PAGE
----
ATHENS Dec 2 Greece's largest private carrier,
Aegean Airlines (AGNr.AT), said on Tuesday it will expand its
European routes next year despite the global downturn, adding it
has no interest in the privatisation of Olympic Airlines.
The airline, which has taken a lot of ailing state carrier
Olympic's [OLY.UL] market share in recent years, said it will
add flights to Brussels, Berlin, Barcelona, Vienna and Venice by
next summer on new Airbus EAD.PA A320/321 aircraft.
Aegean's new destinations will complement its recently
launched service to Paris, London and Dusseldorf. It said its
fleet will number 21 Airbus jets by May as it will take delivery
of 10 more aircraft.
"We are implementing our business plan and the expansion of
our international network. Having followed a prudent course over
the years we have sound foundations to proceed with our growth
plans despite the economic slowdown," Aegean's Chief Executive,
Dimitris Gerogiannis, told reporters.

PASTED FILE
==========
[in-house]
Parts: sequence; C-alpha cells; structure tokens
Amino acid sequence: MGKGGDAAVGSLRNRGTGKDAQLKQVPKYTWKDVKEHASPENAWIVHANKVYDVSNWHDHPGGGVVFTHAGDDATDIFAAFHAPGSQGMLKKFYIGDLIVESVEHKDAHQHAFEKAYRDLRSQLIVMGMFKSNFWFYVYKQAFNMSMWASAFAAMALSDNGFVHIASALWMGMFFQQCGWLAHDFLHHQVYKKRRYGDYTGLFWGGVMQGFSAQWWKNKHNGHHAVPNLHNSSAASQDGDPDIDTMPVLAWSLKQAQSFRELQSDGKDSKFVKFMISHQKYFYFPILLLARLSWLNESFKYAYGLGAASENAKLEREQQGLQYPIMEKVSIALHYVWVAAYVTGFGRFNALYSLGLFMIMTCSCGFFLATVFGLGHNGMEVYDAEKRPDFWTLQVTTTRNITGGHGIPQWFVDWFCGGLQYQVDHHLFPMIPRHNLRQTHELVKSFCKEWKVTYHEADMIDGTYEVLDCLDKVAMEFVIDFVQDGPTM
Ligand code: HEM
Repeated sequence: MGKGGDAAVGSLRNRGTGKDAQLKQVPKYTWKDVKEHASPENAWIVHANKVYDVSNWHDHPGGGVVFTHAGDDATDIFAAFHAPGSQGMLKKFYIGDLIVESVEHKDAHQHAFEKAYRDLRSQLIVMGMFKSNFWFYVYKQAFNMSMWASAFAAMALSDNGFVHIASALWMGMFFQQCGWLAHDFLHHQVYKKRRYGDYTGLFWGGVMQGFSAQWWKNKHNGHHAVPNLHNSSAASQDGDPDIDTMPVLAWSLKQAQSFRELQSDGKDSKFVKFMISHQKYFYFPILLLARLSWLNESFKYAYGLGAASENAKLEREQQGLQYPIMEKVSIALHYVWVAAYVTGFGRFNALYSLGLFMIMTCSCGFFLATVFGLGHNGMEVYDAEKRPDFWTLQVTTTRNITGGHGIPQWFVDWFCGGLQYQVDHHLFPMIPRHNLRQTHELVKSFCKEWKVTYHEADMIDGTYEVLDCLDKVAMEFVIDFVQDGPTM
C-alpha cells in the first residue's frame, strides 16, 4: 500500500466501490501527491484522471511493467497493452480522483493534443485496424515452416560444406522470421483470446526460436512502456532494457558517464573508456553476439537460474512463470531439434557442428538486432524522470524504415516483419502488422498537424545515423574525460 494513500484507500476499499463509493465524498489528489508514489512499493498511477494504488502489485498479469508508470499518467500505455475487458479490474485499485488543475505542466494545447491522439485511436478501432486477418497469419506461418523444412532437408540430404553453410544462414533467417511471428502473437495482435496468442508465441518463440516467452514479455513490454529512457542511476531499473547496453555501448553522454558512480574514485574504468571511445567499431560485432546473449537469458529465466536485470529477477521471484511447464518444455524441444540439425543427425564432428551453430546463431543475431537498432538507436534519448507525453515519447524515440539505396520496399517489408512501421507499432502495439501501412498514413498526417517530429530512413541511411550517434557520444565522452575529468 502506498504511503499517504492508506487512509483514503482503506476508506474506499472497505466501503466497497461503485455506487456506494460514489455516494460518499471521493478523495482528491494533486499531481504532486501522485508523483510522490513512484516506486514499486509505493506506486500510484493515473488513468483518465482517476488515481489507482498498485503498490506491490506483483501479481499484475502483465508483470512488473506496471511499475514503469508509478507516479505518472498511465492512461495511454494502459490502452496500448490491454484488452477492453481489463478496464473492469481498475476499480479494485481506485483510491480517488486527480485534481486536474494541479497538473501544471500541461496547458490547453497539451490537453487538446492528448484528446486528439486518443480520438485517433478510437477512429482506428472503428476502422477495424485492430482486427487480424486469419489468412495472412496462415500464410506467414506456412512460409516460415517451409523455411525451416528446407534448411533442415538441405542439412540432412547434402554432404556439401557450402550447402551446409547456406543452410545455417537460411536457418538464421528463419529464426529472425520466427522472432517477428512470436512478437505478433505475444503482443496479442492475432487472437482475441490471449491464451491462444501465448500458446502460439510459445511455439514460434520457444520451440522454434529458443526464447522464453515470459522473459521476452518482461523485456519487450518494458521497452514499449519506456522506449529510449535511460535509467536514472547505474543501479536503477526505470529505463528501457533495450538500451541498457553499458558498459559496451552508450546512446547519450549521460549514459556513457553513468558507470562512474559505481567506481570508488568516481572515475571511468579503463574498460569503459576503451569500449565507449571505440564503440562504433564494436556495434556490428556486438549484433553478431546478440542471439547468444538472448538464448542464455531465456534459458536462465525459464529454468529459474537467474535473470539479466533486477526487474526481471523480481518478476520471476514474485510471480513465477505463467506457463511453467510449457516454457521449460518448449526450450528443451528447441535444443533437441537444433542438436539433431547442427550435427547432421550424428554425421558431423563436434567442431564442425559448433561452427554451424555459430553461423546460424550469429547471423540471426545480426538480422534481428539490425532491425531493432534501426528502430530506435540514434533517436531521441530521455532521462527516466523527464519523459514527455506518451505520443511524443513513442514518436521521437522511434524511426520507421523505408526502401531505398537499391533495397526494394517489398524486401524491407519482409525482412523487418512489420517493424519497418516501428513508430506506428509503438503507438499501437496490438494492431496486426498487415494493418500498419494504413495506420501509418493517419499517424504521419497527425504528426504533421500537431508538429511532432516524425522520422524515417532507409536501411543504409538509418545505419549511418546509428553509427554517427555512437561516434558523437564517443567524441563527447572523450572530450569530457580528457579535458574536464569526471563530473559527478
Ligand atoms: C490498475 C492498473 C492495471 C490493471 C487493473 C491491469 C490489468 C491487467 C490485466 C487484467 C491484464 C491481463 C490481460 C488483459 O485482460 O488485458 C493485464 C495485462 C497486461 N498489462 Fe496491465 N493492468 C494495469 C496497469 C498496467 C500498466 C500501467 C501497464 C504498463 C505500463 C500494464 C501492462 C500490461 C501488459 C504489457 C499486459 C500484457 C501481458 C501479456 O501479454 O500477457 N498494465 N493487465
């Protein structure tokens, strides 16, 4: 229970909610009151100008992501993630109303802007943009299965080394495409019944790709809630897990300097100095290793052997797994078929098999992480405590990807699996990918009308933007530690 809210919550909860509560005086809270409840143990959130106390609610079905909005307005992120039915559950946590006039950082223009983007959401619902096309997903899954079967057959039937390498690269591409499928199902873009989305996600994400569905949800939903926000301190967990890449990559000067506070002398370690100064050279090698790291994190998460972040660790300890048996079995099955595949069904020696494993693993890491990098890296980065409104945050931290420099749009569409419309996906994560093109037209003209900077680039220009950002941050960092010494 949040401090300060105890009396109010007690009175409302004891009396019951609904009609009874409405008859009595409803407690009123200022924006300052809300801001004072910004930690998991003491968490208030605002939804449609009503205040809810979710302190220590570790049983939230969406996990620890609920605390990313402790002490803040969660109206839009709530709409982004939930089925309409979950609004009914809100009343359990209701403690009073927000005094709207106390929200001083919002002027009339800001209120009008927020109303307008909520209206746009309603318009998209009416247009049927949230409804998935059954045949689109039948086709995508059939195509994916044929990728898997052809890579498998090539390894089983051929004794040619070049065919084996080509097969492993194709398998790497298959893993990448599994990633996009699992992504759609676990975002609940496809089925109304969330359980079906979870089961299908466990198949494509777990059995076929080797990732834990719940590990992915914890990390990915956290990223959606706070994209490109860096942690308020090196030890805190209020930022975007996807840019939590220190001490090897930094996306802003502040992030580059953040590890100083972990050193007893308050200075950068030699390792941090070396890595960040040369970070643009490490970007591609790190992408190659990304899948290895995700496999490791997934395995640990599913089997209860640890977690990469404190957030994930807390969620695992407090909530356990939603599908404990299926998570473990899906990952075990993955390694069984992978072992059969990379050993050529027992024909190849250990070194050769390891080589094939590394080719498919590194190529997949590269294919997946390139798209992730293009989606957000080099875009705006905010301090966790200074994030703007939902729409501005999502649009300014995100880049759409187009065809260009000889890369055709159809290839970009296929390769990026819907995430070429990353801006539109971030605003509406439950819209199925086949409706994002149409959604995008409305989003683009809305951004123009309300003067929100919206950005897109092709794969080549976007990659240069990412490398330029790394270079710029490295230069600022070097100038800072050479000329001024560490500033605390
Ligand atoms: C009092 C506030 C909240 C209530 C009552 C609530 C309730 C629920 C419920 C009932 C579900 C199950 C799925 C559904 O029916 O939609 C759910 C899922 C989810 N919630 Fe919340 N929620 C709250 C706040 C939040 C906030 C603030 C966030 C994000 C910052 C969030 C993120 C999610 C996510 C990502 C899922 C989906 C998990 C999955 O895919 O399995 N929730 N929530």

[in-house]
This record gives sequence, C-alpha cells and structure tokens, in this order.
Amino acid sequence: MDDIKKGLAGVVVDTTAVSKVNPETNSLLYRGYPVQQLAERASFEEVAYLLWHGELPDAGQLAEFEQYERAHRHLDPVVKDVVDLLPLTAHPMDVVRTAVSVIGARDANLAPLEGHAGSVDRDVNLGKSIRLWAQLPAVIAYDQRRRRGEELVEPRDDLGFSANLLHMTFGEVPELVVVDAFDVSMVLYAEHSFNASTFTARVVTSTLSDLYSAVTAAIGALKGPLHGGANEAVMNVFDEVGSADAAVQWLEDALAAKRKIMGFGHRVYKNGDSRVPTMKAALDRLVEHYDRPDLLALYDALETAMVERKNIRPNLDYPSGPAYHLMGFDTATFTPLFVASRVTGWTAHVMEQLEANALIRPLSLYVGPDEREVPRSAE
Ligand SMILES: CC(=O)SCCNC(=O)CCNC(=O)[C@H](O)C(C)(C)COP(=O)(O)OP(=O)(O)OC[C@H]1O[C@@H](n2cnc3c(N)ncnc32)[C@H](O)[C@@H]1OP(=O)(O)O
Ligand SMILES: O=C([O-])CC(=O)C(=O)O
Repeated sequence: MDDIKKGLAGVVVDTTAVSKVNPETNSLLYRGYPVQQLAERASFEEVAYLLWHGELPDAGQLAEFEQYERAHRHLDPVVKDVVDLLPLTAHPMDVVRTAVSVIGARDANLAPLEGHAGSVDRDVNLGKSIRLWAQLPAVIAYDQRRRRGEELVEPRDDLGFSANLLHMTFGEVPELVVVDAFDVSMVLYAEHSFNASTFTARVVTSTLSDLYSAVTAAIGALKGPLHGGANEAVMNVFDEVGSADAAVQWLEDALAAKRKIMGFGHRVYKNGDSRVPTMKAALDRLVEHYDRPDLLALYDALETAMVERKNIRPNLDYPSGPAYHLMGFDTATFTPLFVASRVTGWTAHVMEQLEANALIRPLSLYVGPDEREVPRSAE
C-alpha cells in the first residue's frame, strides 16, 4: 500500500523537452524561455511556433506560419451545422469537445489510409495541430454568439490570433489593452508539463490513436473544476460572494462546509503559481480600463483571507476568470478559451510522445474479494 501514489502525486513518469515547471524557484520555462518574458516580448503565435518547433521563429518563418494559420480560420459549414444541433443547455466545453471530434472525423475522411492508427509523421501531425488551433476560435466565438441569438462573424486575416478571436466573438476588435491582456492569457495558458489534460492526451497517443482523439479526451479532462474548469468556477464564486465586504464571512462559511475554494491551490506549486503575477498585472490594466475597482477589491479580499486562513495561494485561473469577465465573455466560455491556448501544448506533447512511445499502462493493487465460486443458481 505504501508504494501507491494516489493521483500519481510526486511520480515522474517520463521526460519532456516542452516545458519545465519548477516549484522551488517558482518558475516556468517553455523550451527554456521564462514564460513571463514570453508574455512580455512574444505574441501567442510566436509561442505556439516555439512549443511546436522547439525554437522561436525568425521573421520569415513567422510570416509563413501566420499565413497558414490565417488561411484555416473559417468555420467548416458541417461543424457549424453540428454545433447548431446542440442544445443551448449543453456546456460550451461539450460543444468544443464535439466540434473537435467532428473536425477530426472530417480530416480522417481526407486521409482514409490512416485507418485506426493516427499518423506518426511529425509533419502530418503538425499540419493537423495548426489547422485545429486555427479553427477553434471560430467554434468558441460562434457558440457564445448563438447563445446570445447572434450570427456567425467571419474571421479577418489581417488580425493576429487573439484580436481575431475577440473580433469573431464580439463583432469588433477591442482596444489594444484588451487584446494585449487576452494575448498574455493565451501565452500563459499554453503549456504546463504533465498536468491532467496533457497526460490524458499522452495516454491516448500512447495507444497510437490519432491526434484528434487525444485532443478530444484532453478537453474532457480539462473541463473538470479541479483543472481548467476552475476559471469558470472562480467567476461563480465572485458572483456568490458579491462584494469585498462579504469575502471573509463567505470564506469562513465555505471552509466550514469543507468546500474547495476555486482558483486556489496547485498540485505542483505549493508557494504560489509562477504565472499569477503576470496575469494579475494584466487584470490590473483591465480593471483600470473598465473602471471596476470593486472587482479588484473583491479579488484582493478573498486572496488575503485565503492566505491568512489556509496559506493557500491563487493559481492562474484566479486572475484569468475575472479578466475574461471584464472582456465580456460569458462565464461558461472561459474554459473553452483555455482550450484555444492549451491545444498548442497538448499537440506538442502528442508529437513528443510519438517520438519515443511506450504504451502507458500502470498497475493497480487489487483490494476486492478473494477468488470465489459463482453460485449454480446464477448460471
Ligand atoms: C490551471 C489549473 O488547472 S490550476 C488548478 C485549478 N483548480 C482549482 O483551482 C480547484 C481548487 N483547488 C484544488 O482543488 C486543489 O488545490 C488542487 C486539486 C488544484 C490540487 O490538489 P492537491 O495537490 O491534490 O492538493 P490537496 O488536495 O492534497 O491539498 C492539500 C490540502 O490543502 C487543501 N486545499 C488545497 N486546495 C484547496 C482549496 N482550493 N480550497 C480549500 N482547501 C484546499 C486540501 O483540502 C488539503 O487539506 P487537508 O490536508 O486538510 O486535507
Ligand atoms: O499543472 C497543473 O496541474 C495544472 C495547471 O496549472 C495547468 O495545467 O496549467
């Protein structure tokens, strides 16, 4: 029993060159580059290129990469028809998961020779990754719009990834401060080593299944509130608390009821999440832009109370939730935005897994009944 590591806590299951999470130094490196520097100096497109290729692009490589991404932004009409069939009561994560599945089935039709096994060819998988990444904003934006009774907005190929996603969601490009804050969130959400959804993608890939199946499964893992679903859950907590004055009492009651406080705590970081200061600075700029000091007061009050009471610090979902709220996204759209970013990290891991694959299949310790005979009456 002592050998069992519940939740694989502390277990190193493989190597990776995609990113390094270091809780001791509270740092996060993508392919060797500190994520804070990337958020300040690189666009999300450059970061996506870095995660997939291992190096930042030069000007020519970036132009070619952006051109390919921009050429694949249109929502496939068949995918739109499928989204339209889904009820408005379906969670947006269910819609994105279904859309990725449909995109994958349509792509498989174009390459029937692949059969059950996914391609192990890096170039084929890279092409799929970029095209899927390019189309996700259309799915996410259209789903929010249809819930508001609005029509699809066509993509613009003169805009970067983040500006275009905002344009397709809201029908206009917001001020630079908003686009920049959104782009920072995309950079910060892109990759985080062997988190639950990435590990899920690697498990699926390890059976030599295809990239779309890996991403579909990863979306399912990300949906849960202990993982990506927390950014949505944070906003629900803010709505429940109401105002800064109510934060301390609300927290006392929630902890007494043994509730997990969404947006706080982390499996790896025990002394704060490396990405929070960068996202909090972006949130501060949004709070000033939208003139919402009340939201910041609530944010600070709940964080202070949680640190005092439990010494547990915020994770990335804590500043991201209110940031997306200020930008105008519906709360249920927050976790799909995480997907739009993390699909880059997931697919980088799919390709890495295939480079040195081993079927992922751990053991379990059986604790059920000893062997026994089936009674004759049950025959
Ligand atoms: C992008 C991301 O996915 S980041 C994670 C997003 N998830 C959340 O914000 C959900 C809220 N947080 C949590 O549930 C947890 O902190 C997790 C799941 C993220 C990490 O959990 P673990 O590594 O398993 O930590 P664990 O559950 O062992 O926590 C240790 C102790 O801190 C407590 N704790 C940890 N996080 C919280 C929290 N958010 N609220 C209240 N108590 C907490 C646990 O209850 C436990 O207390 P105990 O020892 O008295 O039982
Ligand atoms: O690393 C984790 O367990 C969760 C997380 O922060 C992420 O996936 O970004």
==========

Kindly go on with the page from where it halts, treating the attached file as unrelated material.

He said in the summer of 2009 Aegean's network will number
24 international routes, 23 domestic destinations with more than
200 flights daily.
Aegean is seeking permission from local authorities to begin
flights to Istanbul and Tel Aviv. It already flies to Cairo.
The carrier also announced a code sharing deal with Brussels
Airlines with flights to the Belgian capital from January.
Brussels Airlines with a fleet of 45 aircraft operates about 300
flights daily to European and African destinations.
Asked to comment on the privatisation of Olympic by the
Greek government, Gerogiannis said it would be a just another
"In every market where we fly there is competition, from low
cost to national carriers. Competition is a fact of life.
Olympic will be one more competitor," Gerogiannis said, adding
Aegean had no interest in the new Olympic.
"We took the decision to grow organically and not through
acquisitions," he said.
Greece expects non-binding bids for Olympic this month,
aiming to conclude the tender by January. The government split
the carrier into three units in September and launched tenders
to privatise them.
(Reporting by George Georgiopoulos; Editing by Andrew